On Cut-Ups – Anne Waldman v Stan Brakhage

Following on from the 1988 Naropa Surrealism symposium here 

Anne Waldman: Now we can have a little discussion

Stan Brakhage:  I would like to make so bold under the circumstances to take extreme exception to that piece of writing and that advice [Brakhage is referring here to The Cut-Up Method of Brion Gysin”].  To me, what I honor about it is that he does make clear, and it is a demonstration of such, as the desire to impose the will upon this which we cannot otherwise arrange, the accident, the leaps of the imagination that are the traditional magics of making, and that’s just what bothers me in the first place about it, and in the second place, it is that all cut-up writing that I have seen (and I’ve been forced to, across this time, to read a great deal of it) ends up somehow in an exactitude of form more exact than the daily newspapers (as indeed do many of there other willful ploys of avant-garde-isms, Surrealism, or whatever you want to call it, experimentation and so forth). I’d just like to declare that for me it is boring, boring, boring, chickenshit evasion.

AW: I think in the hands of Burroughs…The Nova Express – do you know that book? do you know some of his cut-up novels? I appreciate those. I don’t advocate this as a personal poetics, you know, but it’s one man’s statement of..of experimentation. Other comments?

SB: Can I make one more point?  Just in this sense, that the imposition of the will, or the way to make a regimen for creating is of course, does get such backing because of the vast industry of teaching people how to be creators, most of whom do not really want to be that and are in a sort of a play-time, or a zone between getting out onto the streets of life. And any method, (Structuralism, against which I have inveighed largely, or Cut-up methods, or Chance operations and so on), are all ways in which people can think that they have made something because it’s peculiar, and even traditional, when, in fact, they have evaded the will-less struggle to create, in the process. And so it also is great for the teachers because they can make assignments along these ways…. [tape ends here and then resumes]  …learn that they haven’t, except it’s interested me that the real test is..  can someone..  what she or he has made..  does it interest them at all six months later? (not to mention, whether it interests anybody else)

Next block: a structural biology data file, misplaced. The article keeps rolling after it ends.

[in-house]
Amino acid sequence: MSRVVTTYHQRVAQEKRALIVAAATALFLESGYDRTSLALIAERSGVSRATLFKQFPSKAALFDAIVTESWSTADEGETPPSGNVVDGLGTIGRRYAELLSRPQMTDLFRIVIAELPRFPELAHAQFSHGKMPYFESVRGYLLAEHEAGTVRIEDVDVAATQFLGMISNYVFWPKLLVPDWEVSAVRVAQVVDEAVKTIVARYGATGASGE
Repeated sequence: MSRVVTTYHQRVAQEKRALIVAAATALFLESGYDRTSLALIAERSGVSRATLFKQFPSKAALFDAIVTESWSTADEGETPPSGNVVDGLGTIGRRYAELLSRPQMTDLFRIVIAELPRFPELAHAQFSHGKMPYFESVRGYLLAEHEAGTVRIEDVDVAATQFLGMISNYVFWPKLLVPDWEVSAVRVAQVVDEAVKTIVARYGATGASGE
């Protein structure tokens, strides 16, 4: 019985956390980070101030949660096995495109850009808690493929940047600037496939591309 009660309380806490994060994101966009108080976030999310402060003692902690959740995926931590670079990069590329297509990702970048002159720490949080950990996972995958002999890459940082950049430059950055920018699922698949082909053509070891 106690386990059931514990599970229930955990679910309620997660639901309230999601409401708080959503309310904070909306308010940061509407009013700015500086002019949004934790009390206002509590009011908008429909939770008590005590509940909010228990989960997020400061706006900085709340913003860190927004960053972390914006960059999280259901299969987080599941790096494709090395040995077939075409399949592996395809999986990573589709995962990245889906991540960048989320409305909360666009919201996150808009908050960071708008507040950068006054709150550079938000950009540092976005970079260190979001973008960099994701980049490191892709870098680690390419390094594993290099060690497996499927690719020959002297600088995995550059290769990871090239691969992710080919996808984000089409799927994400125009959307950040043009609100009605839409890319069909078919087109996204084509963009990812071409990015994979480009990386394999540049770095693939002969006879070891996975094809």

AW: Just also in mentioning some particular artists who worked with those kind of operations I think some of the work of John Cage is quite extraordinary in music and in writing – and Jackson MacLow and others. So it often has to do with the particular.. you know, how it’s used in the hands of those artists. You know, I don’t think John Cage is boring boring boring – or William Burroughs, but as a.. and I mean it’s not being.. I don’t think,you know, William is writing very emphatically, you know, with his feelings about cut-up at that time.I mean, he has since, in more recent texts, I know not abandoned that method, but I just don’t think you can dismiss it entirely.

SB: I’d just like to say about John Cage that the interesting thing about him is that he..he cheats at the system, and it’s along the line of his cheating at chance operations (and this comes from studying with him and a life-time interaction with him and so on, letters and what not, he cheats at his systems which is why the music of his disciples who also throw dice and splatter ink across a page and so on, and then throw dice as to what kind of stem to put on the note all sound the same and his are distinguishable (and the sheerest proof is he was once offered through a computer the chance to produce true randomness and was horrified that they would be interested,  that he would..  that they thought that he would be interested in that

AW: Well, I know William also cheats, and so I don’t think what’s being advocated is a complete, you know, random…
SB: Well but then he should say so!
AW: Weli, we’ll bring it up with him next…

Student: I’d like to suggest that cheating, cheating, is only another secretive way to get your hands on the goods
AW: I agree, I agree
Student:  It’s valuable
AW: Also Ted Berrigan‘s text, The Sonnets is, I think, an absolutely beautiful text, working with cut-up and, you know, other lines. words that are already out there in addition to his own shaping and own material and they have an incredible lyrical and spontaneous quality. It’s… When it works, it works.  But I don’t…
SB: I’m just trying to save the world from another ton of boring cut-ups student writing, ok?

Audio for there above can be heard here, beginning at approximately thirty-seven-and-a-quarter minutes in to the end of the tape and continuing here, beginning at the beginning and  concluding at approximately two-and-three-quarter minutes in

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